Source: Libro de arte coquinaria by Maestro Martino de Como, 15th century
Toy li agli e mondali e lessali; quando sono cocti metili a moglio in aqua freda e poy pistali e metili zafarano e formazo assay che sia fresco e lardo batuto e specie dolze e forte distempera con ova e mitili ova passa e poy fa la torta.
Translation: (from The Medieval Kitchen: Recipes from France and Italy)
Take the garlic cloves, and peel them and boil the; when they are cooked, put them to soak in cold water, and then pound them and add saffron and plenty of cheese, which should be fresh, and chopped pork fat, and sweet and strong spices, and moisten with eggs, and add raisins, and then make the torte.
1 lb. Garlic
¼ cup Butter
8 oz. Farmer's cheese
Bring pot of water to boil. Place garlic in water and boil for 10 minutes. Remove and drain garlic. Chop garlic and combine remaining ingredients and turn into pie crust. Bake at 400°F for 45-60 minutes.
I’ve reduced the number of eggs from what was noted in the original recipe, since I'm uncertain the average size of eggs that would have been produced in this time period. Large eggs appear to be the most likely size of egg a modern cook would keep on hand.
I chose a blend of ricotta and farmers cheese for this dish to give the cheese a firmer texture once baked. Barbara Santich indicates in her book “In spring there was soft, fresh cheese probably similar to today’s ricotta (in fifteenth-century Italy it was known as recocta, recooked); this was particularly important for torta fillings...”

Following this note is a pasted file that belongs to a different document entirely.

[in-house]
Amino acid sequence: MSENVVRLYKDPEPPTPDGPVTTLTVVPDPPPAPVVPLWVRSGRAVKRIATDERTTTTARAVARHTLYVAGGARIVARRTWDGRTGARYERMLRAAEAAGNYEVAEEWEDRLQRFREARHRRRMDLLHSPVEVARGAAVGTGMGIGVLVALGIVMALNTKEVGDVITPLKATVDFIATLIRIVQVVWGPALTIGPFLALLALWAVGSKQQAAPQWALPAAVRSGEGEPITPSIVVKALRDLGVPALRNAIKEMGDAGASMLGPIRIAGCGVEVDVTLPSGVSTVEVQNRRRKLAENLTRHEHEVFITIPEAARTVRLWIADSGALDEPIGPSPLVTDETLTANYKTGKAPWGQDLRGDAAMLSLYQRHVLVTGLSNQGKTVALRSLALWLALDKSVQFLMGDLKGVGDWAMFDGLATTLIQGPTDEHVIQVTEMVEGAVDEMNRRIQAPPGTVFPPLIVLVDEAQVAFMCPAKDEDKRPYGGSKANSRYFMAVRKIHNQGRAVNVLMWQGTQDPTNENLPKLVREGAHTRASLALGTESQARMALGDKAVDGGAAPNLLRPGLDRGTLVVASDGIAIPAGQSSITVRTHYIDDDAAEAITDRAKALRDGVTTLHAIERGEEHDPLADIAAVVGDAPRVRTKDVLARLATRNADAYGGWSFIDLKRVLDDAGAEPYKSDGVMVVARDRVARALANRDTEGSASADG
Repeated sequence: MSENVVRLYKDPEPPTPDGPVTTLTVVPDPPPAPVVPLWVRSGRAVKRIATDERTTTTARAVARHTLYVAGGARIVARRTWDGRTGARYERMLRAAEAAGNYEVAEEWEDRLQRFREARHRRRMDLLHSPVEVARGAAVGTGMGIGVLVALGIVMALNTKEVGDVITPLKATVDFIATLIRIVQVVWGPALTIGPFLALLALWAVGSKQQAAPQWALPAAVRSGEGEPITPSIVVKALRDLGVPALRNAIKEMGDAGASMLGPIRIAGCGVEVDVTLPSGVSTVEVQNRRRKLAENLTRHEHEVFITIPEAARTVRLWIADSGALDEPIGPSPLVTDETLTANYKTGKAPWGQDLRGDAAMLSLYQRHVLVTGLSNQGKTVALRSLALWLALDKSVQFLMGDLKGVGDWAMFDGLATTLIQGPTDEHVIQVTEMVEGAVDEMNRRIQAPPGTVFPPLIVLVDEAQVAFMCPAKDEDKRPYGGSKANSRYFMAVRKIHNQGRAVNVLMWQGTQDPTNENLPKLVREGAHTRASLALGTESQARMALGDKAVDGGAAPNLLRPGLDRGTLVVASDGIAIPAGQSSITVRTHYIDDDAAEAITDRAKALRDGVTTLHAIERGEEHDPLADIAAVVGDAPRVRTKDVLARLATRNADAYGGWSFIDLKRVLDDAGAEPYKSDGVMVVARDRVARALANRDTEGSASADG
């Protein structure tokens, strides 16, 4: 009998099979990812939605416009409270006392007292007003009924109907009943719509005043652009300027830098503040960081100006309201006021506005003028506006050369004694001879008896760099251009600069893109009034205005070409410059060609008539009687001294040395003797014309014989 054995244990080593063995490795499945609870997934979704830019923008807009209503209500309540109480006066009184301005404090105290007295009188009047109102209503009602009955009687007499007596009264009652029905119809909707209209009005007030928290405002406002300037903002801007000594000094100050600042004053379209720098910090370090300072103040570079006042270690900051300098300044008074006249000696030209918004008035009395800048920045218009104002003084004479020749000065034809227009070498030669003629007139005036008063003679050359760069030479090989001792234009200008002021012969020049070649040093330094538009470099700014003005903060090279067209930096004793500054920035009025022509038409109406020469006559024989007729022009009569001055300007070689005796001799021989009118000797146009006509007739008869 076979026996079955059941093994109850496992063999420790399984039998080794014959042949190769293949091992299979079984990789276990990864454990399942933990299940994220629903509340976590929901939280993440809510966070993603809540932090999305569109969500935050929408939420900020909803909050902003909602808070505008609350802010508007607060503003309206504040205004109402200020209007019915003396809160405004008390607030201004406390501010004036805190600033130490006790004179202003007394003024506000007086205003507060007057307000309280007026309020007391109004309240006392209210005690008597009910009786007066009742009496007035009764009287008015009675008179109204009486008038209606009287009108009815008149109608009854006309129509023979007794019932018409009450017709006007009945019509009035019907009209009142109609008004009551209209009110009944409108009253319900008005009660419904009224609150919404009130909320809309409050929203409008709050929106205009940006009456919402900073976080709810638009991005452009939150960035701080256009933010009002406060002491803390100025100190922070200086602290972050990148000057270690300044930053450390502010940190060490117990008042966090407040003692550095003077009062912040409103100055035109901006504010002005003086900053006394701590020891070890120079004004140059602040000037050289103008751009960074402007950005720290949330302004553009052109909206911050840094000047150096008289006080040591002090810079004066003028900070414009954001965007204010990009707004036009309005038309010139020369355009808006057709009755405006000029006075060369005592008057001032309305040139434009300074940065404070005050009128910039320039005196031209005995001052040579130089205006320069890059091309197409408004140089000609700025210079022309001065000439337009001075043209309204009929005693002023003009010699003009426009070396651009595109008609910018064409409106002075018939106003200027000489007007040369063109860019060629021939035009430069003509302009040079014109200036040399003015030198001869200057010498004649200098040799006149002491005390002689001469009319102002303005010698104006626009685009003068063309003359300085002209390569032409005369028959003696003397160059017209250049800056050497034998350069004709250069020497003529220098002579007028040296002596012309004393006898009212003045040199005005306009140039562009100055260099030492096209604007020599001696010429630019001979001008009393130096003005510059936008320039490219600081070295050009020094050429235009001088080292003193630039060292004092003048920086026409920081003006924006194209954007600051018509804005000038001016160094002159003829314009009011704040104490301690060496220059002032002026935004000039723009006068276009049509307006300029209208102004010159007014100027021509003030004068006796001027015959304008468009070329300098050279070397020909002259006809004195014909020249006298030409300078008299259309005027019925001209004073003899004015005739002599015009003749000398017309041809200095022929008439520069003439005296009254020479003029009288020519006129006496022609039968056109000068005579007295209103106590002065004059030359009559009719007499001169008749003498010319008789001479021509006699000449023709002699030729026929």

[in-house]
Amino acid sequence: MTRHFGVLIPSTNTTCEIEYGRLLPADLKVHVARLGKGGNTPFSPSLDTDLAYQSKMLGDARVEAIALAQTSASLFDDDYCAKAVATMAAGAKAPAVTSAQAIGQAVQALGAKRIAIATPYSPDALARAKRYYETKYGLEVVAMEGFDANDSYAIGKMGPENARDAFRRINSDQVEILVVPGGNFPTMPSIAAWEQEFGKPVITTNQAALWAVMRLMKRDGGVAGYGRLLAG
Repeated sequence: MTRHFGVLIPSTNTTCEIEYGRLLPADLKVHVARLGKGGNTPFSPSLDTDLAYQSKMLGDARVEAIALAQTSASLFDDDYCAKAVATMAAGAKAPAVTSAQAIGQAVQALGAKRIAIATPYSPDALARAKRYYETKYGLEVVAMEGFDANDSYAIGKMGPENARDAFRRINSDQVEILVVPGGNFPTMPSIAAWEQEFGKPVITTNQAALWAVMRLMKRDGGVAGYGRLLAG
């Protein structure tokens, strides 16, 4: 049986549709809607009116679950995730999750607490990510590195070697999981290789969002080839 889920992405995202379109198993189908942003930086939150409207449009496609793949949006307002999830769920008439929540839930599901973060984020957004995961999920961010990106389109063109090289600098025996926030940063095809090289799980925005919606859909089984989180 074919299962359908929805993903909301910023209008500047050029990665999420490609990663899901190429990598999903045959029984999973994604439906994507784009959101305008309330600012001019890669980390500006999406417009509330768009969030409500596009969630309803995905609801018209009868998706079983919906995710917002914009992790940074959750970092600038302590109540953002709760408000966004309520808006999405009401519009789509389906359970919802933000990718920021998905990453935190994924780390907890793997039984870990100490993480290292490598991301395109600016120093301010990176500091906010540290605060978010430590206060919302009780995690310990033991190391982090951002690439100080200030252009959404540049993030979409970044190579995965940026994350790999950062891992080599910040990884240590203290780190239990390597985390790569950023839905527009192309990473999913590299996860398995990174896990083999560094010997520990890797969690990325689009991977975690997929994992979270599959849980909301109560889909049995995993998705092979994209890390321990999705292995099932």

I also choose to use butter instead of lard, other recipes from this same manuscript and similar in style also indicate that this substitution can be used (see Torta Commune).
The original recipe indicates to remove the torte from the pan after it is cooked. Consider leaving the torte in the pan for transportation purposes.
When I first made this torte and gave everyone an 1/8 of a full pie, a number of people experienced stomach discomfort. When people had smaller portions, there were no complaints of stomach discomfort.
Libro de arte coquinaria, Maestro Martino de Como, Digital version: Valeria Romanelli, 7/2004. http://www.uni-giessen.de/gloning/tx/martino2.htm
The Art of Cooking: The First Modern Cookery Book, Translated by Luigi Ballerini, Jeremy Parzen, Stefania Barzini, University of California Press, 2005
- A translation of the work of Maestro Martino of Como, 15th century
The Medieval Kitchen: Recipes from France and Italy; Odile Redon, Françoise Sabban, & Silvano Serventi, translated to the English by Edward Schneider; The University of Chicago Press, 1998